In the UK, although still far from stable, the good news is that the commercial property market is showing strong signs of improving, making the incentive of becoming a landlord/property owner a very exciting one indeed. As you can probably imagine however, nothing is ever black and white in the property world, especially in terms of business rates. Business rates are basically special taxes which have to be paid on properties which are non-residential, such as: restaurants, pubs, factories, shops, and offices. So, this basically means that if you are part of a building, or if you occupy one which you utilize for purposes other than non-domestic ones, I.E commercial use, you will almost certainly have to pay business rates. As of this writing, there are currently roughly 1.8 million properties in the UK, of commercial use, that are eligible for business rates payments in the UK. People often wonder however, ‘are business rates payable on empty property’ and if you’re one of those people, hopefully by the end of this article, everything will be made much clearer as we look at a few things to be made aware of when it comes to commercial properties and business rates.
Are business rates payable on empty property? – In a word, yes they are, although as always, nothing is ever quite that black and white. You see, recently, the government has reformed empty property relief rates in order to create a strong incentive to basically get empty properties filled and making good money for the economy once more. You see, this is designed to create an increased incentive for properties to be rented out. However, if an industrial property has been empty for six months, the owners will no longer benefit from a relief from these rates. For the first six months they will be exempt from these rates, but anything longer will result in payments being required, so the basic occupied business rate will be necessary and must be paid in full. Back in 2011, threshold rateable values were reduced to just £2,600, down from £18,000, so this basically means that empty businesses with rateable values of more than £2,599 will be forced to pay unoccupied business rates.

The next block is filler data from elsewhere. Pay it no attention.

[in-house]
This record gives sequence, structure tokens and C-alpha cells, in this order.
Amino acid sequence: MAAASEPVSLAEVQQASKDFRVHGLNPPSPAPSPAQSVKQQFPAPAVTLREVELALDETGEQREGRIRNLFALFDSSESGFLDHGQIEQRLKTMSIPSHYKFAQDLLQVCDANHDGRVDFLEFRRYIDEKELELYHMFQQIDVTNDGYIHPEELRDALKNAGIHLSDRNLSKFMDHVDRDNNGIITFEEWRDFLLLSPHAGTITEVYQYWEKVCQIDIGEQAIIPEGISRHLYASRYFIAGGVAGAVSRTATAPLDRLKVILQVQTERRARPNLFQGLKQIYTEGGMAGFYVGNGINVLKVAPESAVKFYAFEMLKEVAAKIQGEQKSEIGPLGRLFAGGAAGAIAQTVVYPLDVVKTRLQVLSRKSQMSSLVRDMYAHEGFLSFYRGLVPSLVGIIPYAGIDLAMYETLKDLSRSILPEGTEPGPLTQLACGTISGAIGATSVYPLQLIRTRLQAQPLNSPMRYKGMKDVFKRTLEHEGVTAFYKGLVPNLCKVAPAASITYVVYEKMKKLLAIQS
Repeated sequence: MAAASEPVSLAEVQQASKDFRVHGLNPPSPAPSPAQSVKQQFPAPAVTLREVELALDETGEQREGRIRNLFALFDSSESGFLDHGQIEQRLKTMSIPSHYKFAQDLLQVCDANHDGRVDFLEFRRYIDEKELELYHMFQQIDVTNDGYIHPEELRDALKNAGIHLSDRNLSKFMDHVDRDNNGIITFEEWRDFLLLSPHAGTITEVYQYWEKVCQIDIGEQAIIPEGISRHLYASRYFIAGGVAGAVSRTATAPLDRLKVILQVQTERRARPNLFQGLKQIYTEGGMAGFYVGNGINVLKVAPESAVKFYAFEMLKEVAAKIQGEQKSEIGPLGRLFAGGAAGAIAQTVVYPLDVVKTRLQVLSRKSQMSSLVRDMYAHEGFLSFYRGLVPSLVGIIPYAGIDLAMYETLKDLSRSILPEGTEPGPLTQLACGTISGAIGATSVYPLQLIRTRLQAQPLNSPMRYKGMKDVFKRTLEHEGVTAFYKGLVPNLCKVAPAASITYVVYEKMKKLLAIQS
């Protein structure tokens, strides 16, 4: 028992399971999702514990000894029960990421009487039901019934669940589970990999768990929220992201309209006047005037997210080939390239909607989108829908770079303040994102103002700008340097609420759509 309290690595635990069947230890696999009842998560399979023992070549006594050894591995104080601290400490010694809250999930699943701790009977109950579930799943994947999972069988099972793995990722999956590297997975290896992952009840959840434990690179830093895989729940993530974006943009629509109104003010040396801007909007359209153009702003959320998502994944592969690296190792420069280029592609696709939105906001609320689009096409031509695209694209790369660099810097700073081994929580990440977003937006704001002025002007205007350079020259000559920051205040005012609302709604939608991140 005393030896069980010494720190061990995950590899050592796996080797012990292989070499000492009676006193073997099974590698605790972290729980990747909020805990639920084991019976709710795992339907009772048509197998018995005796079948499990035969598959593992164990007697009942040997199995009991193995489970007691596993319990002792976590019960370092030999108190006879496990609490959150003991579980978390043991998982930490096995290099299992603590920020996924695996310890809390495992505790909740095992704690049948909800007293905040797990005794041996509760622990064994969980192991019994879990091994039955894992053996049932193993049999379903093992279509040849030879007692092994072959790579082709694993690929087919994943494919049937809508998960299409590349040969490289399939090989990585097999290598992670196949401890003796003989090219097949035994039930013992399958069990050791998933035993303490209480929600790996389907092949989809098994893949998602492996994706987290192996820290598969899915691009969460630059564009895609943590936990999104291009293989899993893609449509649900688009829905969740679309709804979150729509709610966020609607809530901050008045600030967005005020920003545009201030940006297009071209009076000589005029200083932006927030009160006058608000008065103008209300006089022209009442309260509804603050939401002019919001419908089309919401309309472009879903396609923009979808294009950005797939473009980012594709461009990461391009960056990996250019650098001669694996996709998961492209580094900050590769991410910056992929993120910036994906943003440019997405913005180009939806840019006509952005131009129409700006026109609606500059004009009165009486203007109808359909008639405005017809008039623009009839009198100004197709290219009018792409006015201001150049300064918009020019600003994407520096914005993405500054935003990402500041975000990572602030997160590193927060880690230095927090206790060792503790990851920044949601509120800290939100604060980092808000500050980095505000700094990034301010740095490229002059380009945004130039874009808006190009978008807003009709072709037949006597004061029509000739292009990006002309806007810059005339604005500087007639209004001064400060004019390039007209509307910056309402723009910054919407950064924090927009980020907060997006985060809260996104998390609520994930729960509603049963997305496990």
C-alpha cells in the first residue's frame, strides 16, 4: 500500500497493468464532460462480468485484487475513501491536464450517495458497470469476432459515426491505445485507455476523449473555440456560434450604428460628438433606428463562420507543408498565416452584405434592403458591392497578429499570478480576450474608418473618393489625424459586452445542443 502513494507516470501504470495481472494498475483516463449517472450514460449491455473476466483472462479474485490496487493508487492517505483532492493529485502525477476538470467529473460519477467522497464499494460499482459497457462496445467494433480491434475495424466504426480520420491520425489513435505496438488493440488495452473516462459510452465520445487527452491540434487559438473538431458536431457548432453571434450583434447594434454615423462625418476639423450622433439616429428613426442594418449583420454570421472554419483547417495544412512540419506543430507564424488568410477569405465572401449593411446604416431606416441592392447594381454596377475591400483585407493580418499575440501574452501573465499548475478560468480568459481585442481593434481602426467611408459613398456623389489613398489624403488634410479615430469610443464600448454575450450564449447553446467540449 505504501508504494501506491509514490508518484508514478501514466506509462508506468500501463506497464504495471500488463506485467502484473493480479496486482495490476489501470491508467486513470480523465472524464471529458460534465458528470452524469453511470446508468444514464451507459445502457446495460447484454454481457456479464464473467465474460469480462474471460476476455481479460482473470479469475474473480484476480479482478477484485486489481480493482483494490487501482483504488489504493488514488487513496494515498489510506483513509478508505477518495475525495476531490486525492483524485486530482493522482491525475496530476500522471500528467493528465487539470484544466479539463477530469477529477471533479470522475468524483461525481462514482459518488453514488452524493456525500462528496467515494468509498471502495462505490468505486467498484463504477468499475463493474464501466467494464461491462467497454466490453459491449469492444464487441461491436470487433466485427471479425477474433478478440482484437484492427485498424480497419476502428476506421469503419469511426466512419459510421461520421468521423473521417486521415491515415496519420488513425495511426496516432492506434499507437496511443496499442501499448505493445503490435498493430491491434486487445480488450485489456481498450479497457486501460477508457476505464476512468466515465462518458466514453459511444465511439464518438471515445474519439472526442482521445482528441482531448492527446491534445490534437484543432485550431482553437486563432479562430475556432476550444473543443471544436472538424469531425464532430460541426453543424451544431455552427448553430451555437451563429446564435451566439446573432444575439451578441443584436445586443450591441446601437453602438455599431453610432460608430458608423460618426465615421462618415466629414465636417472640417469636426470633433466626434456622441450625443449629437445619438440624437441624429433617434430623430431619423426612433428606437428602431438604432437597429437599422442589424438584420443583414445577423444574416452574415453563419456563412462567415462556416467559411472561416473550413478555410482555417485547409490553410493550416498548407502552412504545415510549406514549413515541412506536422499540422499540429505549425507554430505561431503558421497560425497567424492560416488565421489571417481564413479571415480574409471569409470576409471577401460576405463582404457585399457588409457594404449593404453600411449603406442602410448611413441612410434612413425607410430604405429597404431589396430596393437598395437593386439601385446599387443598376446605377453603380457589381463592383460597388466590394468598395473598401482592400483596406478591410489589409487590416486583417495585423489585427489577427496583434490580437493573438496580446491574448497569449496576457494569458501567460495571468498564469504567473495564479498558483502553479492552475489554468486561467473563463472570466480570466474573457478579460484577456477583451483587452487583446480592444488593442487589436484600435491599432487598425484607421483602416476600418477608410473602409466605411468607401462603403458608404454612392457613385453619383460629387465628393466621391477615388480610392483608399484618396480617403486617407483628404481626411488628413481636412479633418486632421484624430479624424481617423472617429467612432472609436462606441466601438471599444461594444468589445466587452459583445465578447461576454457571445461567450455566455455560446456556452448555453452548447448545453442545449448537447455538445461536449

Why are business rates necessary? – Business rates are necessary because they are considered the UK version of Land Value Tax, or LVT for short. Economists prefer them because they have been found to not interfere with incentives like other forms of taxation. You see, high income taxes could put potential property owners off, which in turn would harm the economy. They have been around for more than two decades, as they were first introduced back in 1990. However, as you can imagine, they are not exactly popular, other than with economists, as people complain, and rightfully so it may seem, that these rates have continued to increase, even when property prices have fallen. Landlords in particular, appear to be getting the short end of the stick when they have properties which are empty.
Could things be improved? – This form of tax is levied upon specific forms of commercial values, as opposed to land itself, which is why it isn’t exactly the same as LVT. People have been quoted as stating that the system itself could be improved if there was actually no distinctions made between residential lands and commercial lands. There have been times where, rather than being forced to pay these rates, properties have actually been knocked down and demolished altogether. Ideally lower rates would be the obvious choice for improvement, although as mentioned, things very rarely are as black and white as they may appear to be.